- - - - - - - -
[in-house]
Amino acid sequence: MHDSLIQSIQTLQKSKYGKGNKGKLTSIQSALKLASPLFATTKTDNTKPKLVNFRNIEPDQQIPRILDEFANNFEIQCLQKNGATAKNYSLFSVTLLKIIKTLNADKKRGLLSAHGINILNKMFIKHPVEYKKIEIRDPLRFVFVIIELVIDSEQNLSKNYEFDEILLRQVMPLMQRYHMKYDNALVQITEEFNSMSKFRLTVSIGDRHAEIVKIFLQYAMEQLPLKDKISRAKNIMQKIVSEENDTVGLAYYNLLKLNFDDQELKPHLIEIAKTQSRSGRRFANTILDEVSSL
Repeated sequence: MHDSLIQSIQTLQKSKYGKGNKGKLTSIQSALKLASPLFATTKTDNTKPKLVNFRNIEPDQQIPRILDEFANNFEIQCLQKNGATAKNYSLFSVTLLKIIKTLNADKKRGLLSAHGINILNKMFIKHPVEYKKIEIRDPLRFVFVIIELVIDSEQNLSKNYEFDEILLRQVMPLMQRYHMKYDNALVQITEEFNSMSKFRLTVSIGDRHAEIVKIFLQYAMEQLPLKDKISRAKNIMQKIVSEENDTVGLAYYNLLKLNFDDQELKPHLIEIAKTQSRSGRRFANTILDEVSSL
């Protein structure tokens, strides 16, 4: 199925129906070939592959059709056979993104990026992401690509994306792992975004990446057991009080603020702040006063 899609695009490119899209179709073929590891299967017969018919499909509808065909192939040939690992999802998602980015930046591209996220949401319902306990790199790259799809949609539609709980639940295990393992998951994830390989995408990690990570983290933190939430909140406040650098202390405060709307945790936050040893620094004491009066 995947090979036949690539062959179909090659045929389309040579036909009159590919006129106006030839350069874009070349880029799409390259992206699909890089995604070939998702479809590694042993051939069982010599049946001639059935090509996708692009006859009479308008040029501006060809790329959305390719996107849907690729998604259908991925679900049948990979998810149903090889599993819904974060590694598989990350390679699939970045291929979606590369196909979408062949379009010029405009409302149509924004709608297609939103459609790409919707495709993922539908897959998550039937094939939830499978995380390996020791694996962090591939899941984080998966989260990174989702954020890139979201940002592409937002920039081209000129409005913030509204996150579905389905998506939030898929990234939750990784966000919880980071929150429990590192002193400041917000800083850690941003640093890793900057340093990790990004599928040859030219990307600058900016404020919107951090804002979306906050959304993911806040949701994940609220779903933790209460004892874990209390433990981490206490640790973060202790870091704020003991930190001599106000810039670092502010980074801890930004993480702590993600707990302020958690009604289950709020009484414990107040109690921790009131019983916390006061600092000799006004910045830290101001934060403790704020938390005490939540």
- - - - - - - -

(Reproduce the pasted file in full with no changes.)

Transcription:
[in-house]
Amino acid sequence: MHDSLIQSIQTLQKSKYGKGNKGKLTSIQSALKLASPLFATTKTDNTKPKLVNFRNIEPDQQIPRILDEFANNFEIQCLQKNGATAKNYSLFSVTLLKIIKTLNADKKRGLLSAHGINILNKMFIKHPVEYKKIEIRDPLRFVFVIIELVIDSEQNLSKNYEFDEILLRQVMPLMQRYHMKYDNALVQITEEFNSMSKFRLTVSIGDRHAEIVKIFLQYAMEQLPLKDKISRAKNIMQKIVSEENDTVGLAYYNLLKLNFDDQELKPHLIEIAKTQSRSGRRFANTILDEVSSL
Repeated sequence: MHDSLIQSIQTLQKSKYGKGNKGKLTSIQSALKLASPLFATTKTDNTKPKLVNFRNIEPDQQIPRILDEFANNFEIQCLQKNGATAKNYSLFSVTLLKIIKTLNADKKRGLLSAHGINILNKMFIKHPVEYKKIEIRDPLRFVFVIIELVIDSEQNLSKNYEFDEILLRQVMPLMQRYHMKYDNALVQITEEFNSMSKFRLTVSIGDRHAEIVKIFLQYAMEQLPLKDKISRAKNIMQKIVSEENDTVGLAYYNLLKLNFDDQELKPHLIEIAKTQSRSGRRFANTILDEVSSL
């Protein structure tokens, strides 16, 4: 199925129906070939592959059709056979993104990026992401690509994306792992975004990446057991009080603020702040006063 899609695009490119899209179709073929590891299967017969018919499909509808065909192939040939690992999802998602980015930046591209996220949401319902306990790199790259799809949609539609709980639940295990393992998951994830390989995408990690990570983290933190939430909140406040650098202390405060709307945790936050040893620094004491009066 995947090979036949690539062959179909090659045929389309040579036909009159590919006129106006030839350069874009070349880029799409390259992206699909890089995604070939998702479809590694042993051939069982010599049946001639059935090509996708692009006859009479308008040029501006060809790329959305390719996107849907690729998604259908991925679900049948990979998810149903090889599993819904974060590694598989990350390679699939970045291929979606590369196909979408062949379009010029405009409302149509924004709608297609939103459609790409919707495709993922539908897959998550039937094939939830499978995380390996020791694996962090591939899941984080998966989260990174989702954020890139979201940002592409937002920039081209000129409005913030509204996150579905389905998506939030898929990234939750990784966000919880980071929150429990590192002193400041917000800083850690941003640093890793900057340093990790990004599928040859030219990307600058900016404020919107951090804002979306906050959304993911806040949701994940609220779903933790209460004892874990209390433990981490206490640790973060202790870091704020003991930190001599106000810039670092502010980074801890930004993480702590993600707990302020958690009604289950709020009484414990107040109690921790009131019983916390006061600092000799006004910045830290101001934060403790704020938390005490939540």